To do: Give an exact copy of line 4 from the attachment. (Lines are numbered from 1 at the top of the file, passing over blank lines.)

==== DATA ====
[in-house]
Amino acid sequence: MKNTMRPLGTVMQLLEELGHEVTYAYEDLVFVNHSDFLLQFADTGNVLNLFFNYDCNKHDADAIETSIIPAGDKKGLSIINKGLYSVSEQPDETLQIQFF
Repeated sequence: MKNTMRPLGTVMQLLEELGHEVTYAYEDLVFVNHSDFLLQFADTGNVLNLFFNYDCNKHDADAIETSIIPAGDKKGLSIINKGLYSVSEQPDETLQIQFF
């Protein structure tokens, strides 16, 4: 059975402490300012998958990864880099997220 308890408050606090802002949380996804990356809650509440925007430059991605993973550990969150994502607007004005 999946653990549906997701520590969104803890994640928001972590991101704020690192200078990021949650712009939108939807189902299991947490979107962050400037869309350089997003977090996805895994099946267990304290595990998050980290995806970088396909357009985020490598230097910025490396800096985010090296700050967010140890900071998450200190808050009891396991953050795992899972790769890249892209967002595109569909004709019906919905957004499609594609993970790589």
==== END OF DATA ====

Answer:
């Protein structure tokens, strides 16, 4: 059975402490300012998958990864880099997220 308890408050606090802002949380996804990356809650509440925007430059991605993973550990969150994502607007004005 999946653990549906997701520590969104803890994640928001972590991101704020690192200078990021949650712009939108939807189902299991947490979107962050400037869309350089997003977090996805895994099946267990304290595990998050980290995806970088396909357009985020490598230097910025490396800096985010090296700050967010140890900071998450200190808050009891396991953050795992899972790769890249892209967002595109569909004709019906919905957004499609594609993970790589």